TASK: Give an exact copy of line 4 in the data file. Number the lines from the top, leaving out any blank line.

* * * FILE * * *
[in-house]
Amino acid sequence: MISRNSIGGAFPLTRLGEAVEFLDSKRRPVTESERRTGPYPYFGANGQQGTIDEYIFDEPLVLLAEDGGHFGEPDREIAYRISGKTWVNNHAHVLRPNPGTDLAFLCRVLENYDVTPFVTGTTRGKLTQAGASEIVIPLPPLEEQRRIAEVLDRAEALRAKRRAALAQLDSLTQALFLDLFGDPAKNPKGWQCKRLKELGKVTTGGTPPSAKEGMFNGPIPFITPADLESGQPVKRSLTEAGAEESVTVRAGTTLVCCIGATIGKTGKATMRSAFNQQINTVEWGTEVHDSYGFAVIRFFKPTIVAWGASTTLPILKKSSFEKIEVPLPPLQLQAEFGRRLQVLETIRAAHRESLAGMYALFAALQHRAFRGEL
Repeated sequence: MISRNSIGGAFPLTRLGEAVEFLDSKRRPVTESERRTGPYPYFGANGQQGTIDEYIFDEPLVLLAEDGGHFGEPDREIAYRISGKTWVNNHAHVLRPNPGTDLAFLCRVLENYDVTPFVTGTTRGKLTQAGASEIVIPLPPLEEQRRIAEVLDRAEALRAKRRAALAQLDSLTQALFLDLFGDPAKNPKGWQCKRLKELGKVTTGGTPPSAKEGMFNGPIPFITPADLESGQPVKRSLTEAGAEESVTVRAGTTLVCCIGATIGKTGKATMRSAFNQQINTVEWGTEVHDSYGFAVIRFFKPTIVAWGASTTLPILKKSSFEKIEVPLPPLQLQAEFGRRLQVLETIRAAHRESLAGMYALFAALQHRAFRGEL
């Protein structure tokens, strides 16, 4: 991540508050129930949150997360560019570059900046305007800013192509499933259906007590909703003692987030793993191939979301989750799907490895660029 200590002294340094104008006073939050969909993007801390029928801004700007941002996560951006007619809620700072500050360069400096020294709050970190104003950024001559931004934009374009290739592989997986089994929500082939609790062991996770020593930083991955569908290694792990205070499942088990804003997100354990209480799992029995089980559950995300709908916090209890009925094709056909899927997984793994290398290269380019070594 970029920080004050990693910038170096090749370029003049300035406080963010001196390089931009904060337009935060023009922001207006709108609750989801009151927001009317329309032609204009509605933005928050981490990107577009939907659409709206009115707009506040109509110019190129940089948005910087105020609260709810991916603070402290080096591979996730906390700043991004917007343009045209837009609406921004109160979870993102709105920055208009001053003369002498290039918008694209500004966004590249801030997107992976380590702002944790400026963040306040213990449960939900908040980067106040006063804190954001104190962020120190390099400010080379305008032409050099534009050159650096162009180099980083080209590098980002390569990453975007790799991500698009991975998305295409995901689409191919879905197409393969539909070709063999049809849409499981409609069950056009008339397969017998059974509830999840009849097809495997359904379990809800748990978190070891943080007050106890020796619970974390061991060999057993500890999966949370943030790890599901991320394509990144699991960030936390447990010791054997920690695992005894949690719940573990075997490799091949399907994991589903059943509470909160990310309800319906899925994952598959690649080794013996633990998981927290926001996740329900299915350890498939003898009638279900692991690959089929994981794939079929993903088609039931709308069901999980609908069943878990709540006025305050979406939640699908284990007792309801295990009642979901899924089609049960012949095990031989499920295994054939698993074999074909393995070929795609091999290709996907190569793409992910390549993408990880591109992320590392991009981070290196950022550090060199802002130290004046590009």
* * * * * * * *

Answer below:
């Protein structure tokens, strides 16, 4: 991540508050129930949150997360560019570059900046305007800013192509499933259906007590909703003692987030793993191939979301989750799907490895660029 200590002294340094104008006073939050969909993007801390029928801004700007941002996560951006007619809620700072500050360069400096020294709050970190104003950024001559931004934009374009290739592989997986089994929500082939609790062991996770020593930083991955569908290694792990205070499942088990804003997100354990209480799992029995089980559950995300709908916090209890009925094709056909899927997984793994290398290269380019070594 970029920080004050990693910038170096090749370029003049300035406080963010001196390089931009904060337009935060023009922001207006709108609750989801009151927001009317329309032609204009509605933005928050981490990107577009939907659409709206009115707009506040109509110019190129940089948005910087105020609260709810991916603070402290080096591979996730906390700043991004917007343009045209837009609406921004109160979870993102709105920055208009001053003369002498290039918008694209500004966004590249801030997107992976380590702002944790400026963040306040213990449960939900908040980067106040006063804190954001104190962020120190390099400010080379305008032409050099534009050159650096162009180099980083080209590098980002390569990453975007790799991500698009991975998305295409995901689409191919879905197409393969539909070709063999049809849409499981409609069950056009008339397969017998059974509830999840009849097809495997359904379990809800748990978190070891943080007050106890020796619970974390061991060999057993500890999966949370943030790890599901991320394509990144699991960030936390447990010791054997920690695992005894949690719940573990075997490799091949399907994991589903059943509470909160990310309800319906899925994952598959690649080794013996633990998981927290926001996740329900299915350890498939003898009638279900692991690959089929994981794939079929993903088609039931709308069901999980609908069943878990709540006025305050979406939640699908284990007792309801295990009642979901899924089609049960012949095990031989499920295994054939698993074999074909393995070929795609091999290709996907190569793409992910390549993408990880591109992320590392991009981070290196950022550090060199802002130290004046590009």